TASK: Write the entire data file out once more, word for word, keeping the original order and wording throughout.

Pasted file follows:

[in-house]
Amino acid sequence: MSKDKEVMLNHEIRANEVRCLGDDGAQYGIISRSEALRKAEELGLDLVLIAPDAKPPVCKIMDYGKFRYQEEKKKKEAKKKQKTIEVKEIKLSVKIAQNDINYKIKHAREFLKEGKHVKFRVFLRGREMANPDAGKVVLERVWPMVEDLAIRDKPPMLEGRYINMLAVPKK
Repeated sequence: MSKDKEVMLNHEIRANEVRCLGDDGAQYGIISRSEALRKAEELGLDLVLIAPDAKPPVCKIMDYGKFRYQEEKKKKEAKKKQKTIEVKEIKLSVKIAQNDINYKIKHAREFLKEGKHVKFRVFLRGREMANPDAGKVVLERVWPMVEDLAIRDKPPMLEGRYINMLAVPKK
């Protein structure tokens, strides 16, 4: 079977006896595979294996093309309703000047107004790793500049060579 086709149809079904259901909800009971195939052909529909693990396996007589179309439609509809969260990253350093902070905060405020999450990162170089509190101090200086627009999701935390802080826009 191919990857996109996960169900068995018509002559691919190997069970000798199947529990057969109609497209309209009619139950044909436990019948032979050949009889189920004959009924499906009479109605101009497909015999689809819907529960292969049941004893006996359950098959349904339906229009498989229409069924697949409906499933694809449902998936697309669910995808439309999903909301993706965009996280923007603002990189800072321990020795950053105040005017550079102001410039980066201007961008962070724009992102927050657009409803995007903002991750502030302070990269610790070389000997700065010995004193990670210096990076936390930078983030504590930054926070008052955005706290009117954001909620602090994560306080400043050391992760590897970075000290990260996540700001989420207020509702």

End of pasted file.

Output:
[in-house]
Amino acid sequence: MSKDKEVMLNHEIRANEVRCLGDDGAQYGIISRSEALRKAEELGLDLVLIAPDAKPPVCKIMDYGKFRYQEEKKKKEAKKKQKTIEVKEIKLSVKIAQNDINYKIKHAREFLKEGKHVKFRVFLRGREMANPDAGKVVLERVWPMVEDLAIRDKPPMLEGRYINMLAVPKK
Repeated sequence: MSKDKEVMLNHEIRANEVRCLGDDGAQYGIISRSEALRKAEELGLDLVLIAPDAKPPVCKIMDYGKFRYQEEKKKKEAKKKQKTIEVKEIKLSVKIAQNDINYKIKHAREFLKEGKHVKFRVFLRGREMANPDAGKVVLERVWPMVEDLAIRDKPPMLEGRYINMLAVPKK
């Protein structure tokens, strides 16, 4: 079977006896595979294996093309309703000047107004790793500049060579 086709149809079904259901909800009971195939052909529909693990396996007589179309439609509809969260990253350093902070905060405020999450990162170089509190101090200086627009999701935390802080826009 191919990857996109996960169900068995018509002559691919190997069970000798199947529990057969109609497209309209009619139950044909436990019948032979050949009889189920004959009924499906009479109605101009497909015999689809819907529960292969049941004893006996359950098959349904339906229009498989229409069924697949409906499933694809449902998936697309669910995808439309999903909301993706965009996280923007603002990189800072321990020795950053105040005017550079102001410039980066201007961008962070724009992102927050657009409803995007903002991750502030302070990269610790070389000997700065010995004193990670210096990076936390930078983030504590930054926070008052955005706290009117954001909620602090994560306080400043050391992760590897970075000290990260996540700001989420207020509702």